Among the Oroko (Balue), the death of a spouse when the couple is still young is an abomination. It is an ill omen for the living spouse which may haunt his/her entire life with respect to subsequent decisions to get married. When a man or woman dies, leaving a spouse who can still get married in the future, the bokpisi ritual is conducted to help the living spouse find another partner whenever it is necessary for him or her.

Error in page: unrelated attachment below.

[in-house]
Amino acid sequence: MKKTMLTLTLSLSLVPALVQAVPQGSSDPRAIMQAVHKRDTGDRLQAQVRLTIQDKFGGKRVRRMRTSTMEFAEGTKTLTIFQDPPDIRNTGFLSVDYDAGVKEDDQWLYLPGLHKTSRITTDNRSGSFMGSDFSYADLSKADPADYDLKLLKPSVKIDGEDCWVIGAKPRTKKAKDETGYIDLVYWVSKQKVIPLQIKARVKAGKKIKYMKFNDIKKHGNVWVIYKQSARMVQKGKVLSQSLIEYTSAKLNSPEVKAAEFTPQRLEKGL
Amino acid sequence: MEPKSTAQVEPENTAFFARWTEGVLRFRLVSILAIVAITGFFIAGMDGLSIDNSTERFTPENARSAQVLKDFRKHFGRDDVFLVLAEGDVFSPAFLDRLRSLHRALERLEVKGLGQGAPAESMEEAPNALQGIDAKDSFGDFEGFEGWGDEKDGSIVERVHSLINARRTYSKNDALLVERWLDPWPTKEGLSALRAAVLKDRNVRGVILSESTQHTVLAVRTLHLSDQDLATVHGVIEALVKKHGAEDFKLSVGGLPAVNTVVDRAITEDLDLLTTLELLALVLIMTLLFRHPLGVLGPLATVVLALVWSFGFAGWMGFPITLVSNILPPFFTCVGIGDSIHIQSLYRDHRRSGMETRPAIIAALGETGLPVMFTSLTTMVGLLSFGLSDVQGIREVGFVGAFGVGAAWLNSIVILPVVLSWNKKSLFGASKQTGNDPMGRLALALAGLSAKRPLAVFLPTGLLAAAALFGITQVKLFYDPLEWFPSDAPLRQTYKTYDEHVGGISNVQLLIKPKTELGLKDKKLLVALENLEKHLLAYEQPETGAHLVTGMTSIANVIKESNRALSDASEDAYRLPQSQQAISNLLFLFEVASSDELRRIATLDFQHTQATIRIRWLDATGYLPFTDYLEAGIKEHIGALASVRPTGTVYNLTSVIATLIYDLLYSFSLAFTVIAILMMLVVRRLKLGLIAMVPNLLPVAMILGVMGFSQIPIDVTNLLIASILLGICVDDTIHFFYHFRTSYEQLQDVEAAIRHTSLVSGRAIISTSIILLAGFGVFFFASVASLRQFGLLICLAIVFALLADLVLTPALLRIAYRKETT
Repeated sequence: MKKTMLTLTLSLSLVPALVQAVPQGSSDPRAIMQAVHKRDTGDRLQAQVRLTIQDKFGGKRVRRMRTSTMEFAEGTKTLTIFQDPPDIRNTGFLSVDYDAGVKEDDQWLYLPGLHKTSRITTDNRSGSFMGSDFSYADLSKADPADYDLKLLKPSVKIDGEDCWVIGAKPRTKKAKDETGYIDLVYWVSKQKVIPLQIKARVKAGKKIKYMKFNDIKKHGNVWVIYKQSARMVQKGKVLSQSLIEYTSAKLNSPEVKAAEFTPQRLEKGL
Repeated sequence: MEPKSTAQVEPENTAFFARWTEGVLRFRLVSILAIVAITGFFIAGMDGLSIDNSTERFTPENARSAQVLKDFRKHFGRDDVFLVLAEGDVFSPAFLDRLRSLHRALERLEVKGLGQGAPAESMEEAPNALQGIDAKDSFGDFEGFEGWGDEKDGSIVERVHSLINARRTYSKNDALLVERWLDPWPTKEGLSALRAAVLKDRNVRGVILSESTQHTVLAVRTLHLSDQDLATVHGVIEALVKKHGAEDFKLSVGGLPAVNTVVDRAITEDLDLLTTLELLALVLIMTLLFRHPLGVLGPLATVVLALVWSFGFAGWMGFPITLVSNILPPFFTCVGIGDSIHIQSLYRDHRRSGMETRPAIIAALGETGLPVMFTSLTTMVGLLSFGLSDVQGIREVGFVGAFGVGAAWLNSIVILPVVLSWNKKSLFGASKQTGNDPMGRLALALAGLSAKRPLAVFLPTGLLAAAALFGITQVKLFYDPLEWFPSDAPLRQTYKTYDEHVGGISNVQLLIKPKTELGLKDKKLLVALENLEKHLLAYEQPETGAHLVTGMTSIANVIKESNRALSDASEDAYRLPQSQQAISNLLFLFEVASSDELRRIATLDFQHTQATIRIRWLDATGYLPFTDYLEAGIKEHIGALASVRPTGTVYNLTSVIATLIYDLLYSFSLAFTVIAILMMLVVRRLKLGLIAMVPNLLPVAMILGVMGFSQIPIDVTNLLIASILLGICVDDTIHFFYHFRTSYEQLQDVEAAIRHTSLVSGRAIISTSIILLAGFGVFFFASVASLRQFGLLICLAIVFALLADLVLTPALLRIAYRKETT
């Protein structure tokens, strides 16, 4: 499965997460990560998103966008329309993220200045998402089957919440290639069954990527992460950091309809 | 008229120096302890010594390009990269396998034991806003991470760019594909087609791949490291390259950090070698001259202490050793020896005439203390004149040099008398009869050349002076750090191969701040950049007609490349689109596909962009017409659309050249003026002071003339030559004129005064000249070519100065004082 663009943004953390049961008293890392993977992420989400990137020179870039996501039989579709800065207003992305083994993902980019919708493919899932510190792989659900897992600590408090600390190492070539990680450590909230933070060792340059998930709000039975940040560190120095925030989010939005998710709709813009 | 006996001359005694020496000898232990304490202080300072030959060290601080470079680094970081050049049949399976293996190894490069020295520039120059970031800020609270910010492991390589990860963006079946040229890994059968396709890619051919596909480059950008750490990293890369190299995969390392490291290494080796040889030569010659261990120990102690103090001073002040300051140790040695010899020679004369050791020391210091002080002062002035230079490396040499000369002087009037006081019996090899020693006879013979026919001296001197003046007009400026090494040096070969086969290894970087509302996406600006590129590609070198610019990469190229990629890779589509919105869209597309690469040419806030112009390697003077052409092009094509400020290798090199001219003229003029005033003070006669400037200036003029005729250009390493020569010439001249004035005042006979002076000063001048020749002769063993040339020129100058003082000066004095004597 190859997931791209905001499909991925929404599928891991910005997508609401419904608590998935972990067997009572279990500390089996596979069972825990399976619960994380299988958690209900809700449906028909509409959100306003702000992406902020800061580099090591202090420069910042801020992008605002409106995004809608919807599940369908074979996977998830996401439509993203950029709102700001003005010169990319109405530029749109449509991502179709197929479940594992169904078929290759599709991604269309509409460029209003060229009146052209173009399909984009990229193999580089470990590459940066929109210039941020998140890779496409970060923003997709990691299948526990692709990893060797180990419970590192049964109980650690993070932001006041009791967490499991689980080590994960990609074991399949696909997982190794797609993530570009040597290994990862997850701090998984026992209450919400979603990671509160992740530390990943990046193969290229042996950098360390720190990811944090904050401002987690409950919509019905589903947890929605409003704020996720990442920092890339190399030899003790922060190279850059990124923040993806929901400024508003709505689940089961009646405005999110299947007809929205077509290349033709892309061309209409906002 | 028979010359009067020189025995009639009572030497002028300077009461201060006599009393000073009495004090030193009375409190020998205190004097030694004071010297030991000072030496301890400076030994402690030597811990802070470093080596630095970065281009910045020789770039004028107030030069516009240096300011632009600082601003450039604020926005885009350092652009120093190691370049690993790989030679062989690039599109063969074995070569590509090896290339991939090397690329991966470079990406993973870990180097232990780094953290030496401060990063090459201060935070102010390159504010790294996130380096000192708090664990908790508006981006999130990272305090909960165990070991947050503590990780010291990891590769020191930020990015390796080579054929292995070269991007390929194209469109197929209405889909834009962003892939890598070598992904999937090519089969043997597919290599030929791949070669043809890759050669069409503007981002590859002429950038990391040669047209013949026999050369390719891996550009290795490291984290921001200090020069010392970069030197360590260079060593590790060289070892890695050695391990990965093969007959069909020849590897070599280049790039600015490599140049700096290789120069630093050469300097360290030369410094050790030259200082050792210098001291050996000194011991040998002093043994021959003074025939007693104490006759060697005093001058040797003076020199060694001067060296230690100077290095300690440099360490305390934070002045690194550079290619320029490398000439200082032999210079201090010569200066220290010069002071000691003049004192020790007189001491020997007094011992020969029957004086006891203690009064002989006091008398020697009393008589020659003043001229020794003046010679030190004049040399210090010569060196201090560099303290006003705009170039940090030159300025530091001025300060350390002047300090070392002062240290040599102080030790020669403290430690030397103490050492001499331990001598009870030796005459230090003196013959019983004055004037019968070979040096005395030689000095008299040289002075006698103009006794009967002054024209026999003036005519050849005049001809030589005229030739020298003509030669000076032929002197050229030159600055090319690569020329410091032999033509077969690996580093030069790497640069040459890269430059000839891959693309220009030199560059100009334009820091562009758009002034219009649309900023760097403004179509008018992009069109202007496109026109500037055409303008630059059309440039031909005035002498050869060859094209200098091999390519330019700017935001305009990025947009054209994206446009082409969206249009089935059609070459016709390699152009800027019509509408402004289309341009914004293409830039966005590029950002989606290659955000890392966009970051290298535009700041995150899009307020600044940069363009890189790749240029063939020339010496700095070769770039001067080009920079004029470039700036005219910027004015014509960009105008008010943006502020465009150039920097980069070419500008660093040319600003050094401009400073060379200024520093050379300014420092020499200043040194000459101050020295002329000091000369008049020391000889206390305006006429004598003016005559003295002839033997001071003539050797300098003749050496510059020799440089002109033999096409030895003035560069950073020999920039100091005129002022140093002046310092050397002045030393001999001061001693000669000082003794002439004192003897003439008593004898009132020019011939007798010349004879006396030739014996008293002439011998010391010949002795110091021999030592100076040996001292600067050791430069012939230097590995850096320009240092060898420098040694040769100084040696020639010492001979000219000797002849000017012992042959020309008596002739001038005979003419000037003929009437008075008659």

Since the invention of the Internet in the mid-20th century, and the accompanying developments that this age has seen from that time, there has been a constant tendency for social commentators to acclaim this period as the globalised age or the era without boundaries. Marshal McLuhan claimed in the 1960s that the world was turning into a global village; a place where everyone was everyone’s neighbour in almost the right sense of the word (Gibson & Murray, 2012; Logan, 2011). Given recent tremendous shifts in technological development, the swiftness with which time evolves, the seeming evaporation of geographical spaces and the fusion of cultural and social practices almost on a universal scale, one can hardly argue against the claim that the world is truly a globalised village. At the height of this “merging” rhetoric is the new concept of a network society offering, even the most poignant prospects of a world united, in a way, through a mesh of social webs.